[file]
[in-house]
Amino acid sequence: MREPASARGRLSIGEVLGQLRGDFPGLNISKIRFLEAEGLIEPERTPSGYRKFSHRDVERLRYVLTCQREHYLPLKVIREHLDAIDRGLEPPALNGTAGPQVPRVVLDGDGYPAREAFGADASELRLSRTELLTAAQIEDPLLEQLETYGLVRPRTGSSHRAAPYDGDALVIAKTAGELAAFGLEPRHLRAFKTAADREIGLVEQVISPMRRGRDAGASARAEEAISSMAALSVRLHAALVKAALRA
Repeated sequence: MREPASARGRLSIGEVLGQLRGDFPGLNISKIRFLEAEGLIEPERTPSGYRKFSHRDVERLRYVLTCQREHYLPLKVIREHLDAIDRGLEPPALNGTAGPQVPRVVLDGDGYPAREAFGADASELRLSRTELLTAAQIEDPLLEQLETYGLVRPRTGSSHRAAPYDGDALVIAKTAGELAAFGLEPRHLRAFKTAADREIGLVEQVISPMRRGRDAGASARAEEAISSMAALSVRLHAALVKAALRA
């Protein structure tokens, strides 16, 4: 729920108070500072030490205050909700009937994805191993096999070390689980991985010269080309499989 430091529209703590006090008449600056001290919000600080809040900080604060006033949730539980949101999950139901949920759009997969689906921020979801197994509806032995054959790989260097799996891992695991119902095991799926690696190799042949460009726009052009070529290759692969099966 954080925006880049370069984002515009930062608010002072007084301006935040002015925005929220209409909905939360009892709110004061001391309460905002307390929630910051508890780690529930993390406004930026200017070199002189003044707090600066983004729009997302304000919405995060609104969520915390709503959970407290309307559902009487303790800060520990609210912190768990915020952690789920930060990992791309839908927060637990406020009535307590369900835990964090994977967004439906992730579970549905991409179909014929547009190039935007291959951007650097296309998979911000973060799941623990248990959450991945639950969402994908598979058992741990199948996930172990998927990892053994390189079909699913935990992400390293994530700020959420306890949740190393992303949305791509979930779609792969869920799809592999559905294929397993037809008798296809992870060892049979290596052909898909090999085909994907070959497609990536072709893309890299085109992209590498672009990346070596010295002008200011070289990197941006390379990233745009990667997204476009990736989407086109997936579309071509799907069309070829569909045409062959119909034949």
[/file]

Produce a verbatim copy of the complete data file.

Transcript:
[in-house]
Amino acid sequence: MREPASARGRLSIGEVLGQLRGDFPGLNISKIRFLEAEGLIEPERTPSGYRKFSHRDVERLRYVLTCQREHYLPLKVIREHLDAIDRGLEPPALNGTAGPQVPRVVLDGDGYPAREAFGADASELRLSRTELLTAAQIEDPLLEQLETYGLVRPRTGSSHRAAPYDGDALVIAKTAGELAAFGLEPRHLRAFKTAADREIGLVEQVISPMRRGRDAGASARAEEAISSMAALSVRLHAALVKAALRA
Repeated sequence: MREPASARGRLSIGEVLGQLRGDFPGLNISKIRFLEAEGLIEPERTPSGYRKFSHRDVERLRYVLTCQREHYLPLKVIREHLDAIDRGLEPPALNGTAGPQVPRVVLDGDGYPAREAFGADASELRLSRTELLTAAQIEDPLLEQLETYGLVRPRTGSSHRAAPYDGDALVIAKTAGELAAFGLEPRHLRAFKTAADREIGLVEQVISPMRRGRDAGASARAEEAISSMAALSVRLHAALVKAALRA
């Protein structure tokens, strides 16, 4: 729920108070500072030490205050909700009937994805191993096999070390689980991985010269080309499989 430091529209703590006090008449600056001290919000600080809040900080604060006033949730539980949101999950139901949920759009997969689906921020979801197994509806032995054959790989260097799996891992695991119902095991799926690696190799042949460009726009052009070529290759692969099966 954080925006880049370069984002515009930062608010002072007084301006935040002015925005929220209409909905939360009892709110004061001391309460905002307390929630910051508890780690529930993390406004930026200017070199002189003044707090600066983004729009997302304000919405995060609104969520915390709503959970407290309307559902009487303790800060520990609210912190768990915020952690789920930060990992791309839908927060637990406020009535307590369900835990964090994977967004439906992730579970549905991409179909014929547009190039935007291959951007650097296309998979911000973060799941623990248990959450991945639950969402994908598979058992741990199948996930172990998927990892053994390189079909699913935990992400390293994530700020959420306890949740190393992303949305791509979930779609792969869920799809592999559905294929397993037809008798296809992870060892049979290596052909898909090999085909994907070959497609990536072709893309890299085109992209590498672009990346070596010295002008200011070289990197941006390379990233745009990667997204476009990736989407086109997936579309071509799907069309070829569909045409062959119909034949």